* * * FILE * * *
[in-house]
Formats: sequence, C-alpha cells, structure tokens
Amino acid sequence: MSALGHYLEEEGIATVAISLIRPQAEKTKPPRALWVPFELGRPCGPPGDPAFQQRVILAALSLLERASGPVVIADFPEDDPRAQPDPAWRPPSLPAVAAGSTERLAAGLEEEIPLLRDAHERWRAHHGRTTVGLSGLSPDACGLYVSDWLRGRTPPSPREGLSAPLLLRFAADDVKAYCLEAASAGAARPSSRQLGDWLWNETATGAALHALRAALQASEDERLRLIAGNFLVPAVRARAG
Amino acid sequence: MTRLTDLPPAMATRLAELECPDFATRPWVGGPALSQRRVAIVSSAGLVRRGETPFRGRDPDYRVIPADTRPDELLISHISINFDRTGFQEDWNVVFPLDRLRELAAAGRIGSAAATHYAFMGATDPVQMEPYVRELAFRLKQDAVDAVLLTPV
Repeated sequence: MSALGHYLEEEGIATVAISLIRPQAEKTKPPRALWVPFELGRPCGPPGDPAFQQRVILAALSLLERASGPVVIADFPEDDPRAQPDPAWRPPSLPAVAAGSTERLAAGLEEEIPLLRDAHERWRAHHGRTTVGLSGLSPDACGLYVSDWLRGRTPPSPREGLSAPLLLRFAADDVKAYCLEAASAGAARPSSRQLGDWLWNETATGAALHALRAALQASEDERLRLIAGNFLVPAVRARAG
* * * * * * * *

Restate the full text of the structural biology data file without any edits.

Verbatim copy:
[in-house]
Formats: sequence, C-alpha cells, structure tokens
Amino acid sequence: MSALGHYLEEEGIATVAISLIRPQAEKTKPPRALWVPFELGRPCGPPGDPAFQQRVILAALSLLERASGPVVIADFPEDDPRAQPDPAWRPPSLPAVAAGSTERLAAGLEEEIPLLRDAHERWRAHHGRTTVGLSGLSPDACGLYVSDWLRGRTPPSPREGLSAPLLLRFAADDVKAYCLEAASAGAARPSSRQLGDWLWNETATGAALHALRAALQASEDERLRLIAGNFLVPAVRARAG
Amino acid sequence: MTRLTDLPPAMATRLAELECPDFATRPWVGGPALSQRRVAIVSSAGLVRRGETPFRGRDPDYRVIPADTRPDELLISHISINFDRTGFQEDWNVVFPLDRLRELAAAGRIGSAAATHYAFMGATDPVQMEPYVRELAFRLKQDAVDAVLLTPV
Repeated sequence: MSALGHYLEEEGIATVAISLIRPQAEKTKPPRALWVPFELGRPCGPPGDPAFQQRVILAALSLLERASGPVVIADFPEDDPRAQPDPAWRPPSLPAVAAGSTERLAAGLEEEIPLLRDAHERWRAHHGRTTVGLSGLSPDACGLYVSDWLRGRTPPSPREGLSAPLLLRFAADDVKAYCLEAASAGAARPSSRQLGDWLWNETATGAALHALRAALQASEDERLRLIAGNFLVPAVRARAG